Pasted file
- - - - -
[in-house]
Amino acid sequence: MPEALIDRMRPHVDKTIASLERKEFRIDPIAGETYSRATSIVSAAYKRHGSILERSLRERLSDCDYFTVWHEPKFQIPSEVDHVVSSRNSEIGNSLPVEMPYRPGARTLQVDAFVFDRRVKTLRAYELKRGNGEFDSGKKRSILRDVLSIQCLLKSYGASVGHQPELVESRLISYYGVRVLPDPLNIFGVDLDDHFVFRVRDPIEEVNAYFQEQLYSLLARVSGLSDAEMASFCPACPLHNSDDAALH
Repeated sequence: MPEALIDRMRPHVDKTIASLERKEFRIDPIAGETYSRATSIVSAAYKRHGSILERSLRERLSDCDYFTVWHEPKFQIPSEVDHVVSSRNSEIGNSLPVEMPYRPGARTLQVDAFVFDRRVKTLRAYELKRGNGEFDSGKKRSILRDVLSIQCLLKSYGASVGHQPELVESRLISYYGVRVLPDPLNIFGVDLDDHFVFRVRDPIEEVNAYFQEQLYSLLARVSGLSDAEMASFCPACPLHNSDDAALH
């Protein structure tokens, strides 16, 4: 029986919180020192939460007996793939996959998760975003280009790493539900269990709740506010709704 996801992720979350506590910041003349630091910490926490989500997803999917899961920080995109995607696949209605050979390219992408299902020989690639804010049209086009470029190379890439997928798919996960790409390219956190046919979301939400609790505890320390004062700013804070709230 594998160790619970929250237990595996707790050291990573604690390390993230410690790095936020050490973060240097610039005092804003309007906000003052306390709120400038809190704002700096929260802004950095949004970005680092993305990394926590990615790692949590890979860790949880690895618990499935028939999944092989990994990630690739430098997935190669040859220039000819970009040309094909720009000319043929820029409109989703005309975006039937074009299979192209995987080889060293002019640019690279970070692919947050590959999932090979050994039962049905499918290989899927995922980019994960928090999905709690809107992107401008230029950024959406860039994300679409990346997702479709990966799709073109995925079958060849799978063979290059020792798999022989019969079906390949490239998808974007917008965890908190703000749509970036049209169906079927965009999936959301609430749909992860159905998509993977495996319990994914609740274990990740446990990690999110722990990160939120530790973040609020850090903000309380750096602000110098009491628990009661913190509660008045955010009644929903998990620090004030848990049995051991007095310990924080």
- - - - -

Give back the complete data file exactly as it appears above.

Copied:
[in-house]
Amino acid sequence: MPEALIDRMRPHVDKTIASLERKEFRIDPIAGETYSRATSIVSAAYKRHGSILERSLRERLSDCDYFTVWHEPKFQIPSEVDHVVSSRNSEIGNSLPVEMPYRPGARTLQVDAFVFDRRVKTLRAYELKRGNGEFDSGKKRSILRDVLSIQCLLKSYGASVGHQPELVESRLISYYGVRVLPDPLNIFGVDLDDHFVFRVRDPIEEVNAYFQEQLYSLLARVSGLSDAEMASFCPACPLHNSDDAALH
Repeated sequence: MPEALIDRMRPHVDKTIASLERKEFRIDPIAGETYSRATSIVSAAYKRHGSILERSLRERLSDCDYFTVWHEPKFQIPSEVDHVVSSRNSEIGNSLPVEMPYRPGARTLQVDAFVFDRRVKTLRAYELKRGNGEFDSGKKRSILRDVLSIQCLLKSYGASVGHQPELVESRLISYYGVRVLPDPLNIFGVDLDDHFVFRVRDPIEEVNAYFQEQLYSLLARVSGLSDAEMASFCPACPLHNSDDAALH
């Protein structure tokens, strides 16, 4: 029986919180020192939460007996793939996959998760975003280009790493539900269990709740506010709704 996801992720979350506590910041003349630091910490926490989500997803999917899961920080995109995607696949209605050979390219992408299902020989690639804010049209086009470029190379890439997928798919996960790409390219956190046919979301939400609790505890320390004062700013804070709230 594998160790619970929250237990595996707790050291990573604690390390993230410690790095936020050490973060240097610039005092804003309007906000003052306390709120400038809190704002700096929260802004950095949004970005680092993305990394926590990615790692949590890979860790949880690895618990499935028939999944092989990994990630690739430098997935190669040859220039000819970009040309094909720009000319043929820029409109989703005309975006039937074009299979192209995987080889060293002019640019690279970070692919947050590959999932090979050994039962049905499918290989899927995922980019994960928090999905709690809107992107401008230029950024959406860039994300679409990346997702479709990966799709073109995925079958060849799978063979290059020792798999022989019969079906390949490239998808974007917008965890908190703000749509970036049209169906079927965009999936959301609430749909992860159905998509993977495996319990994914609740274990990740446990990690999110722990990160939120530790973040609020850090903000309380750096602000110098009491628990009661913190509660008045955010009644929903998990620090004030848990049995051991007095310990924080």